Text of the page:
The client had accrued a considerable number of windows task-scheduler batch-processes over time, but really did not have any documentation of what they all did. This exposed them to a number of risks; one of the most considerable being that in the event of a disaster, reconstruction of the task list could have been problematic. The client’s parent company were pushing through a number of resilience projects, and one thing they wanted was the batch processes to operate in something-like a clustered manner; if one server failed, another would take over.
Separate, but Integral
Due to scheduling constraints, we were confident that this was not going to be a project where ‘bells and whistles’ would be added; as soon as the system was functional, we would be moved onto other projects. So we wanted something that could be considered to be a separate sub-system, but to reduce overhead right-now, we could implement it in the main system’s database. Although the main system could conceptually query job-run data, we would not allow that to maintain distinct roles.
We also needed a system that could work for multiple different environments on a single server, and we felt that precluded the use of a Windows Service (where you can run only a single service of a given name).
We developed the scheduler processes to use the database as their data-store, and we used Named Pipes to connect the client ‘Controller’ processes to the schedulers. Although the initial interactions with the schedulers were to be with command-line interfaces, communication layers were separated into distinct libraries so that it would be relatively easy to add controller UI’s embedded in the administrative pages of the application’s main website. In addition, while running processes would only ever be done by a single ‘primary’ scheduler, the code was written so that any number of servers could collaborate in this way.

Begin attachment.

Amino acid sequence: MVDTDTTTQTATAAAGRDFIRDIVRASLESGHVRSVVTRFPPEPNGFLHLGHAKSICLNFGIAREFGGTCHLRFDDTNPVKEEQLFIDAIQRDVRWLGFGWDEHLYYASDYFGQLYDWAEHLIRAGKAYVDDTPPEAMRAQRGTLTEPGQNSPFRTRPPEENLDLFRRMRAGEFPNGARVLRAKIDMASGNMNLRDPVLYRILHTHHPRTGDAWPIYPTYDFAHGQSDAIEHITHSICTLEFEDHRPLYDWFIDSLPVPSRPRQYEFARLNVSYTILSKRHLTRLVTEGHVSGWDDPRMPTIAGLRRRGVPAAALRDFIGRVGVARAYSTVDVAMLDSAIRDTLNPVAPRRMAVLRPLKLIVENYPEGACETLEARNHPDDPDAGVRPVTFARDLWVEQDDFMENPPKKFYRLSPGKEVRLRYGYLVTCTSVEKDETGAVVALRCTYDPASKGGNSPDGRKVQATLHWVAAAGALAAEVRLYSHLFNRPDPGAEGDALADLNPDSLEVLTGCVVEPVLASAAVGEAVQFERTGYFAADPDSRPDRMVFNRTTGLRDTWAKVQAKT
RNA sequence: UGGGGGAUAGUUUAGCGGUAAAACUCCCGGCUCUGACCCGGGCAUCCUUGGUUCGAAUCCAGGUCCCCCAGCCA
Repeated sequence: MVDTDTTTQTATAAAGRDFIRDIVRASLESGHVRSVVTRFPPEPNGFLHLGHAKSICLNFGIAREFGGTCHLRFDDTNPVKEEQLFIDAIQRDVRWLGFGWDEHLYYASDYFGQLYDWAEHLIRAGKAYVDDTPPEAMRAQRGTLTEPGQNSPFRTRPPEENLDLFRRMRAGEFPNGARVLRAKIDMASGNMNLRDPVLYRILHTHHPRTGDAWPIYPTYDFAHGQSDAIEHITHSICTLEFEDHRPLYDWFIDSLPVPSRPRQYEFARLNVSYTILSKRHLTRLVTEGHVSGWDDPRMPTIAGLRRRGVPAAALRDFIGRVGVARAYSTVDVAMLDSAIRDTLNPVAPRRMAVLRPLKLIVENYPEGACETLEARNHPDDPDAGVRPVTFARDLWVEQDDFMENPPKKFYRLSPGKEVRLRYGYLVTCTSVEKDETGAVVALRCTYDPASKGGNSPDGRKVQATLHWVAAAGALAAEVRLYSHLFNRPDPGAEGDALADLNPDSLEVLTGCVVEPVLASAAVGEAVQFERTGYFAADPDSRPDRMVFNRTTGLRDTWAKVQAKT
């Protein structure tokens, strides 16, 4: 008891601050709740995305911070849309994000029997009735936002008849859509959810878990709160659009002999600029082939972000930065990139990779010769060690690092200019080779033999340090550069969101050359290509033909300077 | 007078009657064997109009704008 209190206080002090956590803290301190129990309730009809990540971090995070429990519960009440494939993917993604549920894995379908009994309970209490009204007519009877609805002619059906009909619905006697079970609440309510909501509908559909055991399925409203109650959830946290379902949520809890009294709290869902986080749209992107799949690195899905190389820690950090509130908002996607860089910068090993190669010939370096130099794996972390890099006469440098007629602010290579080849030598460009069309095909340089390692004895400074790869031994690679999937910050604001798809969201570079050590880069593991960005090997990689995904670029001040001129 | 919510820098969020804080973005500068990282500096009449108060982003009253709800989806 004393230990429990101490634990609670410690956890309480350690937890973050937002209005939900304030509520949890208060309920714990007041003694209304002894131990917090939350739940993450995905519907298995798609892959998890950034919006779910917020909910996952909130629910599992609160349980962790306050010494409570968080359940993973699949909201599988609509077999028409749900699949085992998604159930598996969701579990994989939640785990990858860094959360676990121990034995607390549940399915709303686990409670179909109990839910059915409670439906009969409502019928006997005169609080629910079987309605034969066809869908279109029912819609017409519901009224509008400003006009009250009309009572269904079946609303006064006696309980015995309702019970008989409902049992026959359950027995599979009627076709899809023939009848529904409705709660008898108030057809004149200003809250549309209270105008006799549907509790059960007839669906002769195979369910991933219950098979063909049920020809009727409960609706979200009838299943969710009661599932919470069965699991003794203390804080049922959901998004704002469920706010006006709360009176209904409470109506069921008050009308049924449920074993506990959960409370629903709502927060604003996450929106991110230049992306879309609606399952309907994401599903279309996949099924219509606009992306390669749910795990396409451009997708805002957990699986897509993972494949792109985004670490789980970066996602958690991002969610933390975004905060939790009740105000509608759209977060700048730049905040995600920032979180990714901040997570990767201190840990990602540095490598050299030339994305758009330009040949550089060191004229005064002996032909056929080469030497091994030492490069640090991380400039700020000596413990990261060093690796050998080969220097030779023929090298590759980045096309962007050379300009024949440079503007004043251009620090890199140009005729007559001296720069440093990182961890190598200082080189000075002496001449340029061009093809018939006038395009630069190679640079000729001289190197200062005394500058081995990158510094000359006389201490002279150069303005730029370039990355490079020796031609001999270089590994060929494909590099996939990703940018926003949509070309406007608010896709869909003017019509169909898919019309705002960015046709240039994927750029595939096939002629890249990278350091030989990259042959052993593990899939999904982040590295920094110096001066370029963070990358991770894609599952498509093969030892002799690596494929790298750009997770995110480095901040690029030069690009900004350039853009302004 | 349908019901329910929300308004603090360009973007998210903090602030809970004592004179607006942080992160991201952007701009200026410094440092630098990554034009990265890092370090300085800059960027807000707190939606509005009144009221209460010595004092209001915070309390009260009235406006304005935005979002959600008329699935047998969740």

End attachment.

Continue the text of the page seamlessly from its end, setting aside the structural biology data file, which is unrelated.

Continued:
In nearly two years of this system running, the pairs of schedulers have behaved very well. As we suspected, further development on the system has been very limited, so some of the promise has not been fulfilled, but the business now has several areas of functionality they did not have before:
- A single structured and up to date list of jobs that are run;
- Resilience in the face of hardware errors and intermittent downtime such as operating system patches;
- Daily reports on jobs which ran, and which failed (or exited with an unusual code);
- Weekly reports on jobs which have trends in their runtimes which are concerning.
Overall, we think the development was very worthwhile, but it is always a little sad to see a project not continue and grow to fulfil the hopes you had for it. One especial shortcoming is that new jobs currently have to be added by SQL to insert a new Job record; and we had hoped this would have been possible via a UI by now (either the Controller command-line application, or in a website).